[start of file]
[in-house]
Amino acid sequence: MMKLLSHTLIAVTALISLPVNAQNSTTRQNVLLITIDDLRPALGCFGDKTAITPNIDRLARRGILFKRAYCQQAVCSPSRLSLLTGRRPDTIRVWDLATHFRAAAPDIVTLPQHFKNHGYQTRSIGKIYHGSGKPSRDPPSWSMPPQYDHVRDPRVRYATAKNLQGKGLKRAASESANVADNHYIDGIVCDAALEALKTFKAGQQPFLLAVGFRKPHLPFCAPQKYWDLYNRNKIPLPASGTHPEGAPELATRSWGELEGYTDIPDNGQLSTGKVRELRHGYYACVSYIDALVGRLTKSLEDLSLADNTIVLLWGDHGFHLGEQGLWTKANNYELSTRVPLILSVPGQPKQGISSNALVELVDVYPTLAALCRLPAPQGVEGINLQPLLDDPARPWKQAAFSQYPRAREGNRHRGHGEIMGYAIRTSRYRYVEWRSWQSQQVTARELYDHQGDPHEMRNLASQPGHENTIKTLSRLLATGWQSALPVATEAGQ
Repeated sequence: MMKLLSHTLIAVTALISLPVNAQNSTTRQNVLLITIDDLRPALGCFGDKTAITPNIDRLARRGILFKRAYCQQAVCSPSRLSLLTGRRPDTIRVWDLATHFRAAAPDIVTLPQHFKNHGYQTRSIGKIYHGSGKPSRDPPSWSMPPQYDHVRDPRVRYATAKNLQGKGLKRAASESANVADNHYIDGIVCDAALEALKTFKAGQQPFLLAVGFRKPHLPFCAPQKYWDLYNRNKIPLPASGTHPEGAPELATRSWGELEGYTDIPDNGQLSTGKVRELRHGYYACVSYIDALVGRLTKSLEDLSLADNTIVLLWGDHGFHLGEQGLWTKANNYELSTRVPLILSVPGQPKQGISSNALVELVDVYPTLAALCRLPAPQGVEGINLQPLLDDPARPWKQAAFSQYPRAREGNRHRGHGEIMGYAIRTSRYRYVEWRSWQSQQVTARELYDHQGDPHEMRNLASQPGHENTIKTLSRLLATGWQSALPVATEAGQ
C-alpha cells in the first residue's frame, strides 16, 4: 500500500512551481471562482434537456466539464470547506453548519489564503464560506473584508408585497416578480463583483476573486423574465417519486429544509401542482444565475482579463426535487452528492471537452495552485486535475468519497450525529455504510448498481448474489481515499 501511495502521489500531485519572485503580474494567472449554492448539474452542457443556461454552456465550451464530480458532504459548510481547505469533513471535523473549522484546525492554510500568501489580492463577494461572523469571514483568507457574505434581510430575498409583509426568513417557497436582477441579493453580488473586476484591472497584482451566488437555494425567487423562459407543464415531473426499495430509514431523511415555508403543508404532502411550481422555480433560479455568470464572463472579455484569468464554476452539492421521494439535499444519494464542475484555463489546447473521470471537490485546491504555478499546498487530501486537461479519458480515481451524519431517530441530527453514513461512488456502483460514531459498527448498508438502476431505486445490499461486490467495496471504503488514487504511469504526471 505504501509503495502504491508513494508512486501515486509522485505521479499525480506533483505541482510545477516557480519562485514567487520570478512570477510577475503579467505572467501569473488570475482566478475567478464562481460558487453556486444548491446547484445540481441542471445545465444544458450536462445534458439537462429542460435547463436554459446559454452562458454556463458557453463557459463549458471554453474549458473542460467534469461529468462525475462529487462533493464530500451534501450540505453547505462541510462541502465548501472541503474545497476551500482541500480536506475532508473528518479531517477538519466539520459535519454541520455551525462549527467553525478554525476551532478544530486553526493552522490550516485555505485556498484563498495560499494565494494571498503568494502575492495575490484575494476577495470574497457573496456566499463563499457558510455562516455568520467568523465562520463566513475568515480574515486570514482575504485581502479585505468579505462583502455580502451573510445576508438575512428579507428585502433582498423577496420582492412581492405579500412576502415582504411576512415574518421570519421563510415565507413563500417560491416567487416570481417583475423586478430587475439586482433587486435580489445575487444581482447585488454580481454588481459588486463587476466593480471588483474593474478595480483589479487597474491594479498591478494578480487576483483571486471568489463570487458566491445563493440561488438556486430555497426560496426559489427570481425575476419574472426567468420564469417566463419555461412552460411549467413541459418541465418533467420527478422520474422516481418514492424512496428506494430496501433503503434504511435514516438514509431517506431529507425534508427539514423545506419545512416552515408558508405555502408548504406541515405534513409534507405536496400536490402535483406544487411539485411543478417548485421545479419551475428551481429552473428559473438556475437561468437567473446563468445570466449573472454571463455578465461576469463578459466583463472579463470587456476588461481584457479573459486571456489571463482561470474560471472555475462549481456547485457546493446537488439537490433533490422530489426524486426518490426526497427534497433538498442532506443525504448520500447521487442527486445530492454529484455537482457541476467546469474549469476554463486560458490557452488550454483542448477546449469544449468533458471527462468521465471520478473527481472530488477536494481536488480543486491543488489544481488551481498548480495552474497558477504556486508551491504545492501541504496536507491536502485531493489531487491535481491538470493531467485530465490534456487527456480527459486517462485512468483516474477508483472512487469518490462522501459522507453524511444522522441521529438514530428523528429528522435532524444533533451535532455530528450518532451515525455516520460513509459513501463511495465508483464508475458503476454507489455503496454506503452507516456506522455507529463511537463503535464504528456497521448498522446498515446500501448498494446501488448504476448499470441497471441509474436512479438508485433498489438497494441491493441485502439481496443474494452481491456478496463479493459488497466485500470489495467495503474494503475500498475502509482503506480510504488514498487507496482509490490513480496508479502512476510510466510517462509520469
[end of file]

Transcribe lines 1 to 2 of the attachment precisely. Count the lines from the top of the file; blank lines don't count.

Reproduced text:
[in-house]
Amino acid sequence: MMKLLSHTLIAVTALISLPVNAQNSTTRQNVLLITIDDLRPALGCFGDKTAITPNIDRLARRGILFKRAYCQQAVCSPSRLSLLTGRRPDTIRVWDLATHFRAAAPDIVTLPQHFKNHGYQTRSIGKIYHGSGKPSRDPPSWSMPPQYDHVRDPRVRYATAKNLQGKGLKRAASESANVADNHYIDGIVCDAALEALKTFKAGQQPFLLAVGFRKPHLPFCAPQKYWDLYNRNKIPLPASGTHPEGAPELATRSWGELEGYTDIPDNGQLSTGKVRELRHGYYACVSYIDALVGRLTKSLEDLSLADNTIVLLWGDHGFHLGEQGLWTKANNYELSTRVPLILSVPGQPKQGISSNALVELVDVYPTLAALCRLPAPQGVEGINLQPLLDDPARPWKQAAFSQYPRAREGNRHRGHGEIMGYAIRTSRYRYVEWRSWQSQQVTARELYDHQGDPHEMRNLASQPGHENTIKTLSRLLATGWQSALPVATEAGQ